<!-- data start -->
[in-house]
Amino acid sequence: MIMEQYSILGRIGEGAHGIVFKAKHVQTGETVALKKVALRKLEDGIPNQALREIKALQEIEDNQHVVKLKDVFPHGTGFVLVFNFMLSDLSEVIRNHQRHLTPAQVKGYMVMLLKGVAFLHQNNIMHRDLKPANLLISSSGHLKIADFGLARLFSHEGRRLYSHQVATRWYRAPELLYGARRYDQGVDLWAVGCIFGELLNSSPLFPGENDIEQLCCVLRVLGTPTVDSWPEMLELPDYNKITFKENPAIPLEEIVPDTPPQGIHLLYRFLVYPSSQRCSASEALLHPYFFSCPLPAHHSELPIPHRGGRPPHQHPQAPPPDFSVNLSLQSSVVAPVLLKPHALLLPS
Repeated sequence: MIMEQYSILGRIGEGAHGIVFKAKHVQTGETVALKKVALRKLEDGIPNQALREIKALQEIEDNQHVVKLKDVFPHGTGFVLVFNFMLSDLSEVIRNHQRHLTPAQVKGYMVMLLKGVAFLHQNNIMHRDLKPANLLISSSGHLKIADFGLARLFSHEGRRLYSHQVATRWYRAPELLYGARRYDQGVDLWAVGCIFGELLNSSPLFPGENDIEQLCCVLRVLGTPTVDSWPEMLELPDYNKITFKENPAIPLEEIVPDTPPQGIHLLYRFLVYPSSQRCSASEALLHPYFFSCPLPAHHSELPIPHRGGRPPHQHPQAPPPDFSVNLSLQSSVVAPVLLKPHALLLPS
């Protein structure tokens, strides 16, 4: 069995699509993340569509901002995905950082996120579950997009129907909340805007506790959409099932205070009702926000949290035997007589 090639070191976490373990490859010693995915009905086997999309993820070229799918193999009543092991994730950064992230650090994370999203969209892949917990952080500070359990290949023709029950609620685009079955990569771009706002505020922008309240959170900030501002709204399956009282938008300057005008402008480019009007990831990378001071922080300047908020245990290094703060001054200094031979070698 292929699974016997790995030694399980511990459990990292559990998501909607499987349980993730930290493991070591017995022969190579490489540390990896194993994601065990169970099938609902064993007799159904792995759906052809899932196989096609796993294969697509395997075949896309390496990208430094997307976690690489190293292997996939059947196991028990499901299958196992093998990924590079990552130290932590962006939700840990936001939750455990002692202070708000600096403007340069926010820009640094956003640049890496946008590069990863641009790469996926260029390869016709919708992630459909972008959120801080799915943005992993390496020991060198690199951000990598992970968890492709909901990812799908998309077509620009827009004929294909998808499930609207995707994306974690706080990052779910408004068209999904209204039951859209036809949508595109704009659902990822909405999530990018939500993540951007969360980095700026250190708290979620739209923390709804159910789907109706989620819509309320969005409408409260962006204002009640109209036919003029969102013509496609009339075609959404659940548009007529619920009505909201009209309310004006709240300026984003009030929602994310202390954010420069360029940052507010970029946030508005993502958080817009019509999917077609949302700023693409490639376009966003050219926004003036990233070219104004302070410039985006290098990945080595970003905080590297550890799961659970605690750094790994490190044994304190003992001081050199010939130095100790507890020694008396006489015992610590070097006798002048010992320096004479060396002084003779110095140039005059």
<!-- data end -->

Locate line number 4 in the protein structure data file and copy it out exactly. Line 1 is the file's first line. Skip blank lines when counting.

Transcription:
């Protein structure tokens, strides 16, 4: 069995699509993340569509901002995905950082996120579950997009129907909340805007506790959409099932205070009702926000949290035997007589 090639070191976490373990490859010693995915009905086997999309993820070229799918193999009543092991994730950064992230650090994370999203969209892949917990952080500070359990290949023709029950609620685009079955990569771009706002505020922008309240959170900030501002709204399956009282938008300057005008402008480019009007990831990378001071922080300047908020245990290094703060001054200094031979070698 292929699974016997790995030694399980511990459990990292559990998501909607499987349980993730930290493991070591017995022969190579490489540390990896194993994601065990169970099938609902064993007799159904792995759906052809899932196989096609796993294969697509395997075949896309390496990208430094997307976690690489190293292997996939059947196991028990499901299958196992093998990924590079990552130290932590962006939700840990936001939750455990002692202070708000600096403007340069926010820009640094956003640049890496946008590069990863641009790469996926260029390869016709919708992630459909972008959120801080799915943005992993390496020991060198690199951000990598992970968890492709909901990812799908998309077509620009827009004929294909998808499930609207995707994306974690706080990052779910408004068209999904209204039951859209036809949508595109704009659902990822909405999530990018939500993540951007969360980095700026250190708290979620739209923390709804159910789907109706989620819509309320969005409408409260962006204002009640109209036919003029969102013509496609009339075609959404659940548009007529619920009505909201009209309310004006709240300026984003009030929602994310202390954010420069360029940052507010970029946030508005993502958080817009019509999917077609949302700023693409490639376009966003050219926004003036990233070219104004302070410039985006290098990945080595970003905080590297550890799961659970605690750094790994490190044994304190003992001081050199010939130095100790507890020694008396006489015992610590070097006798002048010992320096004479060396002084003779110095140039005059």